Among the topics covered by the April 11th 2015 issue of the Economist: the US presidential election, the Iran nuclear deal, terrorism in Kenya and Malaysia, and economic projections for the European Union. It might be surprising, then, that the lead-in is an article on volcanoes and climate whose introductory setting is Indonesia in 1815. That was the year Mount Tambora erupted. The most powerful volcanic eruption of the past 500 years , Tambora released ash over a million square kilometers, and killed 60,000-120,000 people. But the global impact was much more subtle. By releasing sulfur dioxide into the atmosphere, particles reflected sunlight away from the earth, cooling and drying the planet:
The year after the eruption clothes froze to washing lines in the New England summer and glaciers surged down Alpine valleys at an alarming rate. Countless thousands starved in China's Yunnan province and typhus spread across Europe. Grain was in such short supply in Britain that the Corn Laws were suspended...And no one knew that the common cause of all these things was a ruined mountain in a far-off sea.
Volcanoes don't feature much in modern discourse about climate change, natural disasters, and societal resilience. Perhaps they should. While there is a direct risk to people and property from lava and ash, that risk is minimized by relatively sophisticated early warning systems. The real danger may be the indirect impacts on the global environment. The ash released by volcanoes disrupts supply chains dependent on air transportation, as the Eyjafjallajokull eruption in Iceland demonstrated in 2010 when air travel bans led to $1.7 billion in losses for the airline industry alone. The climate change caused by a large eruption would be far-ranging and hard to predict. Models suggest a general cooling of the planet would also decrease precipitation in areas like the Amazon, India, and China, populous regions dependent on regional food production.
In my recent article on droughts, floods, and wildfires, I talk about the challenge of proactive disaster planning when risks accumulate gradually. In the case of volcanoes, the vulnerability of nearby populations can be reduced by developing warning systems and evacuation routes, and there are a wealth of resources and research available for communities to do so.
Reducing the global economy's vulnerability to the ash cloud and subsequent cooling and drying of the planet is a much harder task. Cooperation between governments would help, and the arbitrary nature of volcanic climate impacts would justify an egalitarian global response plan. But there isn't an intergovernmental body or legal instrument designed to address volcanic eruptions at the present time. And unlike natural disasters that have extreme and immediate impacts (like floods and earthquakes that elicit generous international relief), the planetary cooling and drying caused by a volcanic eruption would develop slowly (like droughts, which receive little international relief). It would also be difficult to make definitive causal links between an eruption and its effects, such as a subsequent decline in crop yields two years later.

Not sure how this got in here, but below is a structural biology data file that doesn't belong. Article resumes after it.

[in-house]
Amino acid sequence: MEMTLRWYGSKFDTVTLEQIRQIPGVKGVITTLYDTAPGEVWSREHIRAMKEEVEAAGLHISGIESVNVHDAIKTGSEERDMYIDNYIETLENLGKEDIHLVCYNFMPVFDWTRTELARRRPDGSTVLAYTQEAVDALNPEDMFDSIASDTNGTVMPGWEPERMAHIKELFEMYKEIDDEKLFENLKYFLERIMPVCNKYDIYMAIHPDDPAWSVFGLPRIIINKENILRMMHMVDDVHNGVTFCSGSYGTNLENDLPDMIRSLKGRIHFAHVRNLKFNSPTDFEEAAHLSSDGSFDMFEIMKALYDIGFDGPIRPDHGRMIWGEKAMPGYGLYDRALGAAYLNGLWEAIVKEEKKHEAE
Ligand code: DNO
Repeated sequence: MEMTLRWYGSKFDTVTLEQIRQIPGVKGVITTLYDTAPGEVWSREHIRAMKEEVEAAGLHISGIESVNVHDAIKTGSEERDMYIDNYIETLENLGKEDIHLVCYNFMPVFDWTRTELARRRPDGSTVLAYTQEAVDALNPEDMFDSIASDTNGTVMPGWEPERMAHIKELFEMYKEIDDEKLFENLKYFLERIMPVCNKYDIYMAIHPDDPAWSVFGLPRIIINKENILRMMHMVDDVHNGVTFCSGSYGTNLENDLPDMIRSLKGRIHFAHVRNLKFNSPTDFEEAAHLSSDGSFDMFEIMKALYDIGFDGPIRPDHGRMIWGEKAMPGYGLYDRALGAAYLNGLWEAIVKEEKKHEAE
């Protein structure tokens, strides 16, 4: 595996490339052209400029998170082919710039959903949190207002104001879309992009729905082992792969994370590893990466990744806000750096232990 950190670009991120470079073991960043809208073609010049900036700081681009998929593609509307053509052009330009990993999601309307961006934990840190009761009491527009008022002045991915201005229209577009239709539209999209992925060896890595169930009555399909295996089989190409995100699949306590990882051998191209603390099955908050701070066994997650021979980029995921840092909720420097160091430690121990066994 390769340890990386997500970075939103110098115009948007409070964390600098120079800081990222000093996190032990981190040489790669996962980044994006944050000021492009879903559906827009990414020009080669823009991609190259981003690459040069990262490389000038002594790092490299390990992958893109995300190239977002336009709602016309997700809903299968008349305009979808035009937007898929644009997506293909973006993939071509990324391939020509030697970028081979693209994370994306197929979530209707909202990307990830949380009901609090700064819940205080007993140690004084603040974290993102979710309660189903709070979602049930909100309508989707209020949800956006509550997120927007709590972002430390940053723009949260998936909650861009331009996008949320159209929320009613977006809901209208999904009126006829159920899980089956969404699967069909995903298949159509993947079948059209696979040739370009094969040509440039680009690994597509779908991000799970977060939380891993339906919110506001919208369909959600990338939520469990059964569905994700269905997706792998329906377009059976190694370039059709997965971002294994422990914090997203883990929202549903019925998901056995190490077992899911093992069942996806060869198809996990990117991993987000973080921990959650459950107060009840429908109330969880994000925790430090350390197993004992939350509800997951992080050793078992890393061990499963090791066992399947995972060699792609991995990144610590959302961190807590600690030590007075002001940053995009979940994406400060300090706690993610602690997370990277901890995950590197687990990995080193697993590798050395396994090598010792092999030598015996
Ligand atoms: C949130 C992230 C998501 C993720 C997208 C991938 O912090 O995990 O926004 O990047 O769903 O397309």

Countries should start thinking about an international or intergovernmental large volcanic eruption response plan to address these issues. The odds of a large volcanic eruption on the scale of Tambora in 1815 are small but not insignificant. Given the global and disruptive impacts that kind of eruption would have, it's worth thinking about ways to increase resilience to volcanoes. Proactive planning would be a good start.
4/20/15 Update: The International Business Times reports on a study led by the European Science Foundation that echoes my call for an international response plan. The researchers are concerned that low-probability, high-impact natural disasters receive insufficient attention from the public because we lack experience with them. A framework for monitoring, building resilience, and responding to these disasters is sorely needed. The most troubling potential disaster? Volcanoes. Money quotes:
Among geohazards (volcanic eruptions, earthquakes, tsunamis, landslides, floods, droughts, and bolides), large volcanic eruptions pose the most severe threat.
An informed global governance system capable of responding to emerging global threats and coordinating measures to increase preparedness and general resilience with the goal of reducing the global disaster risk (is needed).
The International Charter on Space and Major Disasters should be extended to cover cases of emerging threats for early warning purposes prior to the occurrence of a disaster.